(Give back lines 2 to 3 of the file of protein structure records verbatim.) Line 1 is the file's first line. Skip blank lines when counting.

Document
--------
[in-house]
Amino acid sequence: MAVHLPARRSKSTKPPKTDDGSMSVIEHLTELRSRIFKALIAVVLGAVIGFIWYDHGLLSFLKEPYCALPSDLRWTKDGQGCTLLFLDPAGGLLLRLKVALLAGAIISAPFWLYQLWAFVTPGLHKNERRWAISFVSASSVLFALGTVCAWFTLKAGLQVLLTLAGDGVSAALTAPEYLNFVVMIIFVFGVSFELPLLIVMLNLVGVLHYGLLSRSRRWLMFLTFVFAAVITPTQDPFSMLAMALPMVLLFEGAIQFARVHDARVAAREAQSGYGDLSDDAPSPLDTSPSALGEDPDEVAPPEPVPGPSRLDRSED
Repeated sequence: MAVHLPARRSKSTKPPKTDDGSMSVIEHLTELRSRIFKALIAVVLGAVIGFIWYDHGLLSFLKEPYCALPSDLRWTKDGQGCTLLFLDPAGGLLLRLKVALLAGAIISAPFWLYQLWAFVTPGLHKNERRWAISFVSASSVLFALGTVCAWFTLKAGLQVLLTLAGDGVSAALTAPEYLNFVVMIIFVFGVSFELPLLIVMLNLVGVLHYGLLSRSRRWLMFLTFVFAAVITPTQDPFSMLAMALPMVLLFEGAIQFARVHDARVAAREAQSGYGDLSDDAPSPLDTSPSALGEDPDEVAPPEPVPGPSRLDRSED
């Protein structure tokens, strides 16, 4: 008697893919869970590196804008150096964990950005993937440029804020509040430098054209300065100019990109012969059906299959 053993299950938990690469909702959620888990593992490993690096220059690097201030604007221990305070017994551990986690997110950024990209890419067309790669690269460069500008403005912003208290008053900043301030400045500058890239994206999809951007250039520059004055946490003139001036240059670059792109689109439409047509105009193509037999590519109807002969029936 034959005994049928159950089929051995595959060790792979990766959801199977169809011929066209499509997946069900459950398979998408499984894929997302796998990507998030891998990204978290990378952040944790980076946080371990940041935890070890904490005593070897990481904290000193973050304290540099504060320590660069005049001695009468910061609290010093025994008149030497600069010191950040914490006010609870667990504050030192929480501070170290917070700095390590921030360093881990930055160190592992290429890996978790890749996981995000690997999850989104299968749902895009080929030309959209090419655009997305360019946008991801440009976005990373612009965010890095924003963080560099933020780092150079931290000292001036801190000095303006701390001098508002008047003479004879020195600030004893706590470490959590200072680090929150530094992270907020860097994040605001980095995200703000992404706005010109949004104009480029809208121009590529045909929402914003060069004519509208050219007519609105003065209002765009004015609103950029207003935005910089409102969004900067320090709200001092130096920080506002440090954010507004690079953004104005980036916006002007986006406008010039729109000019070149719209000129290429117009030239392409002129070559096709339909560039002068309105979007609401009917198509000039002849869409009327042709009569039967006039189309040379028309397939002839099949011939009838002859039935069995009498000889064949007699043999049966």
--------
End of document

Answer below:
Amino acid sequence: MAVHLPARRSKSTKPPKTDDGSMSVIEHLTELRSRIFKALIAVVLGAVIGFIWYDHGLLSFLKEPYCALPSDLRWTKDGQGCTLLFLDPAGGLLLRLKVALLAGAIISAPFWLYQLWAFVTPGLHKNERRWAISFVSASSVLFALGTVCAWFTLKAGLQVLLTLAGDGVSAALTAPEYLNFVVMIIFVFGVSFELPLLIVMLNLVGVLHYGLLSRSRRWLMFLTFVFAAVITPTQDPFSMLAMALPMVLLFEGAIQFARVHDARVAAREAQSGYGDLSDDAPSPLDTSPSALGEDPDEVAPPEPVPGPSRLDRSED
Repeated sequence: MAVHLPARRSKSTKPPKTDDGSMSVIEHLTELRSRIFKALIAVVLGAVIGFIWYDHGLLSFLKEPYCALPSDLRWTKDGQGCTLLFLDPAGGLLLRLKVALLAGAIISAPFWLYQLWAFVTPGLHKNERRWAISFVSASSVLFALGTVCAWFTLKAGLQVLLTLAGDGVSAALTAPEYLNFVVMIIFVFGVSFELPLLIVMLNLVGVLHYGLLSRSRRWLMFLTFVFAAVITPTQDPFSMLAMALPMVLLFEGAIQFARVHDARVAAREAQSGYGDLSDDAPSPLDTSPSALGEDPDEVAPPEPVPGPSRLDRSED